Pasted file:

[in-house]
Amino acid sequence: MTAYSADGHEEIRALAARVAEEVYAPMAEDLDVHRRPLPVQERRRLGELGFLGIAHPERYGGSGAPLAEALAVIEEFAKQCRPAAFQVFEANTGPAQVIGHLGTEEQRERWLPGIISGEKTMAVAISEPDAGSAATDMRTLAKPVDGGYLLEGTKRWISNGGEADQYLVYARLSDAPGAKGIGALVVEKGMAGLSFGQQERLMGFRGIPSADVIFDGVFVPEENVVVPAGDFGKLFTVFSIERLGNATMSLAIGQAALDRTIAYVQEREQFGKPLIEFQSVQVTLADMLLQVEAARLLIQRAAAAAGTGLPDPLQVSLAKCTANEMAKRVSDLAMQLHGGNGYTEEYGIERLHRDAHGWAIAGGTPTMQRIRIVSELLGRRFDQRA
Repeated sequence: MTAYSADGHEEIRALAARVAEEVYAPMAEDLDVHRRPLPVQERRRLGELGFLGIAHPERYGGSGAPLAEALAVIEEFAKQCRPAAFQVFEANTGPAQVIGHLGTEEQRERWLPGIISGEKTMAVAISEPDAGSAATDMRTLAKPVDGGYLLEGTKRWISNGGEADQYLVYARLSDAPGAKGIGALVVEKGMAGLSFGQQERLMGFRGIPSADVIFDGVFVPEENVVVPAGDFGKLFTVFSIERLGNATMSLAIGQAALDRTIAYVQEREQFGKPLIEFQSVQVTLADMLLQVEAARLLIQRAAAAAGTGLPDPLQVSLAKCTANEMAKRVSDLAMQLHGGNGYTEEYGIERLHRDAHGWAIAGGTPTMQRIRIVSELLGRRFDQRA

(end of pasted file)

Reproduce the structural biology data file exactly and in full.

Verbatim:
[in-house]
Amino acid sequence: MTAYSADGHEEIRALAARVAEEVYAPMAEDLDVHRRPLPVQERRRLGELGFLGIAHPERYGGSGAPLAEALAVIEEFAKQCRPAAFQVFEANTGPAQVIGHLGTEEQRERWLPGIISGEKTMAVAISEPDAGSAATDMRTLAKPVDGGYLLEGTKRWISNGGEADQYLVYARLSDAPGAKGIGALVVEKGMAGLSFGQQERLMGFRGIPSADVIFDGVFVPEENVVVPAGDFGKLFTVFSIERLGNATMSLAIGQAALDRTIAYVQEREQFGKPLIEFQSVQVTLADMLLQVEAARLLIQRAAAAAGTGLPDPLQVSLAKCTANEMAKRVSDLAMQLHGGNGYTEEYGIERLHRDAHGWAIAGGTPTMQRIRIVSELLGRRFDQRA
Repeated sequence: MTAYSADGHEEIRALAARVAEEVYAPMAEDLDVHRRPLPVQERRRLGELGFLGIAHPERYGGSGAPLAEALAVIEEFAKQCRPAAFQVFEANTGPAQVIGHLGTEEQRERWLPGIISGEKTMAVAISEPDAGSAATDMRTLAKPVDGGYLLEGTKRWISNGGEADQYLVYARLSDAPGAKGIGALVVEKGMAGLSFGQQERLMGFRGIPSADVIFDGVFVPEENVVVPAGDFGKLFTVFSIERLGNATMSLAIGQAALDRTIAYVQEREQFGKPLIEFQSVQVTLADMLLQVEAARLLIQRAAAAAGTGLPDPLQVSLAKCTANEMAKRVSDLAMQLHGGNGYTEEYGIERLHRDAHGWAIAGGTPTMQRIRIVSELLGRRFDQRA